Despite the cost of living being higher in Austin than in other parts of Texas, there’s no shortage of incentives to relocate here in your golden years. The weather’s good throughout the year, the amenities are unparalleled, and most neighborhoods have high-quality healthcare facilities available. The well-known University of Texas-Austin also offers 6 tuition-free credits per semester to people aged 65+. For these reasons and more, Austin is surely one of the best places to retire in Texas!
According to Austin-based financial advisor Jane Mepham, “Austin is the best city to retire to in Texas. If you want a physically active life, it’s all here in the city and in the suburbs. It has some amazing trails starting with Lady Bird Trail downtown, great parks, lakes, and a real healthy vibe, subtly magnified via great restaurants. The tech culture is a testament to the city’s diversity and it’s relatively warm all year round.”
If you’re thinking of moving to the state capital of Texas but worried about the higher cost of living, consider hiring an Austin-area financial advisor who can help you determine what you can afford.
4. San Antonio
Do you like the sound of relaxing vibes you may expect in a small town but think you’d miss the excitement of bigger cities? Well, look no further than San Antonio. Although it’s the biggest metropolis in the Texas Hill Country, it’s somehow maintained an easy-going, small-town atmosphere.
The hustle, bustle, and amenities of big cities are all available. Incredible restaurants are around every corner; art galleries, theaters, and festivals are ubiquitous, and there are many historic sites and tourist attractions to enjoy (such as SeaWorld). Nevertheless, San Antonio’s renowned for its relaxed nature – perhaps a result of its proud Spanish and Old West heritage.
Given its many positive qualities, you might be unsurprised to learn that San Antonio’s one of the fastest-growing cities in America. If it sounds like your perfect place to retire in Texas, we suggest getting in soon – before the prices rise!
5. Dallas-Fort Worth
Dallas needs no introduction! Huge, bustling, and home to the Cowboys and Mavericks, it’s a paradise for city-lovers and sports enthusiasts alike.
They say everything’s bigger in Texas, and Big D proves it. In fact, the Dallas-Fort Worth area is one of the largest in the country, with a whopping land mass of 343 square miles. A booming Texas destination, if ever there was one, it offers a mass of cultural sites and activities, an endless list of dining opportunities, sporting events, and green spaces galore for when you need a dose of nature.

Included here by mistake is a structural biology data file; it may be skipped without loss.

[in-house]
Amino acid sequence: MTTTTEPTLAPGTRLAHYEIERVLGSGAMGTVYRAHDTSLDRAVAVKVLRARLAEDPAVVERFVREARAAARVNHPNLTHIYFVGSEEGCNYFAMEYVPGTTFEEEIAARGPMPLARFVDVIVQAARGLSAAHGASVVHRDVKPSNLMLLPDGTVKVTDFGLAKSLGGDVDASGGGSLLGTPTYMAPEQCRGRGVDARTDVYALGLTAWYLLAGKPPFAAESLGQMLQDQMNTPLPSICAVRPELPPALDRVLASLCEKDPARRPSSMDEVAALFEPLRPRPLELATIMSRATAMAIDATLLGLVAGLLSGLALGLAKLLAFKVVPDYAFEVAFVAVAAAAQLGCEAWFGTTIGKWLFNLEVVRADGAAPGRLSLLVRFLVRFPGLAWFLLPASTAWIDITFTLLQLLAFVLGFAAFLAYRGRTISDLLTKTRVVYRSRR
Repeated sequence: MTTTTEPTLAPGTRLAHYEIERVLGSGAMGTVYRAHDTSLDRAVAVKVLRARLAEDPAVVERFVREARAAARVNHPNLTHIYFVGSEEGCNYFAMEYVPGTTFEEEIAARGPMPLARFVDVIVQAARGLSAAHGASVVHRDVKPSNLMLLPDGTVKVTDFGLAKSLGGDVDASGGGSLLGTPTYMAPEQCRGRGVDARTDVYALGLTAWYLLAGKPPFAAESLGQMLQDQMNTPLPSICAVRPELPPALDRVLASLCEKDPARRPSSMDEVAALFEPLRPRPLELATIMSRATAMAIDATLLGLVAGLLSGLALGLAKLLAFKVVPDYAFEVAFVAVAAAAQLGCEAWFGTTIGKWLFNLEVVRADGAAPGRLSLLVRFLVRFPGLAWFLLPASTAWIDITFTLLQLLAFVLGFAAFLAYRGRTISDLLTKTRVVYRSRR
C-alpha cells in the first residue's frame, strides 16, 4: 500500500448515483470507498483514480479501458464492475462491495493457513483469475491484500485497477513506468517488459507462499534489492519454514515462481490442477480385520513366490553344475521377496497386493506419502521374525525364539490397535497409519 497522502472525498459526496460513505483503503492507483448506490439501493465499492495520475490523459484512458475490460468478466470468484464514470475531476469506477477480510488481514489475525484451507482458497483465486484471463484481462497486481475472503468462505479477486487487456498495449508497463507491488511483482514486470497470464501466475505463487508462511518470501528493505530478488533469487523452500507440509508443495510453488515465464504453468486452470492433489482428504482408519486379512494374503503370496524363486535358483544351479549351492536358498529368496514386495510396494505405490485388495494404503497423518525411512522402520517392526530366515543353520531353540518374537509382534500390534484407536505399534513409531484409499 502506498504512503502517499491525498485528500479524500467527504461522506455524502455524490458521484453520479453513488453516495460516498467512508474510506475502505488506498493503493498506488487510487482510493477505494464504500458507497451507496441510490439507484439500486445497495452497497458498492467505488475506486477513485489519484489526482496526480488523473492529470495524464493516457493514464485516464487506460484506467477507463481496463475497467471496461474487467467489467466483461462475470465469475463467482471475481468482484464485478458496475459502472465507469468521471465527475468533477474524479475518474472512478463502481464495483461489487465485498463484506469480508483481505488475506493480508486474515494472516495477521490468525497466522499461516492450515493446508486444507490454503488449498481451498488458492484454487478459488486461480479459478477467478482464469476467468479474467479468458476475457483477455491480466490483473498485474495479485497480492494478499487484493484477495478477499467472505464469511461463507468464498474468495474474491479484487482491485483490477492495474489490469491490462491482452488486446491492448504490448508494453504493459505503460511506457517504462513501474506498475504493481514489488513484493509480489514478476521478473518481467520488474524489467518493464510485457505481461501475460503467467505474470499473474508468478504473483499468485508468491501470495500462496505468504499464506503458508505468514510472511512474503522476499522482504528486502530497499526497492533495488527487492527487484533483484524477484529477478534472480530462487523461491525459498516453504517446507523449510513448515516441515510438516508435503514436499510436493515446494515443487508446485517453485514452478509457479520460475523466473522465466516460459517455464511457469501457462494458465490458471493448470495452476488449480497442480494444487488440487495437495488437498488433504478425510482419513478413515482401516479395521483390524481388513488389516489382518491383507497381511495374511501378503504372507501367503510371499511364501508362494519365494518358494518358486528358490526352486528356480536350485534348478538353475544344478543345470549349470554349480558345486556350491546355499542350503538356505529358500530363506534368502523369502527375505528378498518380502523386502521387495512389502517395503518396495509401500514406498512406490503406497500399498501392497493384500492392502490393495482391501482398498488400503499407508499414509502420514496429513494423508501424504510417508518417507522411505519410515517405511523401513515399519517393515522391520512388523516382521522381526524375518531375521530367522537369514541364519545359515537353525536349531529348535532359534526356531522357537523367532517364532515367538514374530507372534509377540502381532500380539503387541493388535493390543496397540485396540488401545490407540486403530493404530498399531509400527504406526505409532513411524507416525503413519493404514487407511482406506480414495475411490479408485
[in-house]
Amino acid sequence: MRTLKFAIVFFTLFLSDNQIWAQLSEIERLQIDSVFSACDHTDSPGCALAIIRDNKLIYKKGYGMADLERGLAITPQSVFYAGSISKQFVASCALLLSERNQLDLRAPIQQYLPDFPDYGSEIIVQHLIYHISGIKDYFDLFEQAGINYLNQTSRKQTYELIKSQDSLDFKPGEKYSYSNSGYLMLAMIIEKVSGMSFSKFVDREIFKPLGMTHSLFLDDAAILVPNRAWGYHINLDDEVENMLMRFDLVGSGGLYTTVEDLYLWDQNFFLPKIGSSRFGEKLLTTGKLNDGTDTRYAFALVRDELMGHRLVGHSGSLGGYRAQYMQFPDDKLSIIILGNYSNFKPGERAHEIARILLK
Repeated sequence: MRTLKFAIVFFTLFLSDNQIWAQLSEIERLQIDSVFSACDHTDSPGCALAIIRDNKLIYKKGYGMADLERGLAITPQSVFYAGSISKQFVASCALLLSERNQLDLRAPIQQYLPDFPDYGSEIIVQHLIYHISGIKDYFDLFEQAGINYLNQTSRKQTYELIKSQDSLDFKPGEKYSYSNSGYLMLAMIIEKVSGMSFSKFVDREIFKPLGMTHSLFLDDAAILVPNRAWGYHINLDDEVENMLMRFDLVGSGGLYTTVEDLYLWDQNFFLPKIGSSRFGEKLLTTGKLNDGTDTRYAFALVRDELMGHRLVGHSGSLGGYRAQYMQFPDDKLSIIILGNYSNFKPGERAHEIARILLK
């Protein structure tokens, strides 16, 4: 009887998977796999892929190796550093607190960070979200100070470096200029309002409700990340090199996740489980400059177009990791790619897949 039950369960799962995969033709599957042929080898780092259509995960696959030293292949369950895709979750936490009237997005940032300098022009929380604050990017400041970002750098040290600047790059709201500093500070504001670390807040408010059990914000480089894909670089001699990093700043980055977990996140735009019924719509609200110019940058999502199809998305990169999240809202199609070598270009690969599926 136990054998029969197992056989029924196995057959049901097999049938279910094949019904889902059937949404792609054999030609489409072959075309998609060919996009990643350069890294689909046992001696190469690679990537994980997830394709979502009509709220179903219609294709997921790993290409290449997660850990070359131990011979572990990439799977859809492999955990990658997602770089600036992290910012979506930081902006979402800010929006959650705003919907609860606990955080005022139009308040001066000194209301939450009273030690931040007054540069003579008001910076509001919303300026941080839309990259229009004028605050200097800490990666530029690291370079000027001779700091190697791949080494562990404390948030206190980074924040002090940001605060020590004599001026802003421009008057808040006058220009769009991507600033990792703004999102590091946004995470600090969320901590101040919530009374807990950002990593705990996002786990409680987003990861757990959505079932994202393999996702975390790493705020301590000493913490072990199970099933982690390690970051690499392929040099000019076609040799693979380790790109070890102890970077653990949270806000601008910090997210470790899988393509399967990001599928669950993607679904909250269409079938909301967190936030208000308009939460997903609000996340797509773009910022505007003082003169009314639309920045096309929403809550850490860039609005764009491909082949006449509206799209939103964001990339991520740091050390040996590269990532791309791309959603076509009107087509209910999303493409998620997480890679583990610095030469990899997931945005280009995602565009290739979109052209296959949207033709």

The main downside to retiring in Dallas is the rising cost of housing. Don’t worry, it’s still very reasonable compared to other metro areas in the US. However, prices are definitely increasing – especially in desirable areas like Highland Park and Frisco. In almost every other way, though, you’ll be delighted by what Dallas has to offer.
Retirees in Texas Should Consider Big City Life
From tax breaks to cultural draws and an enviable cost of living, it’s no surprise that so many people trust Texas to see out their golden years. Alas, there are so many appealing places to live in this enormous state that choosing somewhere to settle can be a challenge.
Beyond small town living, many retirees choose the benefits of big city life in Texas to enjoy their golden years. That’s why we’ve highlighted reasons for seniors to consider these 5 major metro areas among the best places to retire in Texas.
If you’ve been caught in this conundrum of deciding where to retire or what you can afford, consider hiring a local financial advisor who can help you navigate the journey so you can enjoy decades in retirement in Texas with less money stress.
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Danny Newman is currently writing and traveling his way around the world in a bid to figure out exactly what he’s doing with his life. He’d love you to follow along with his journey over at What’s Danny Doing.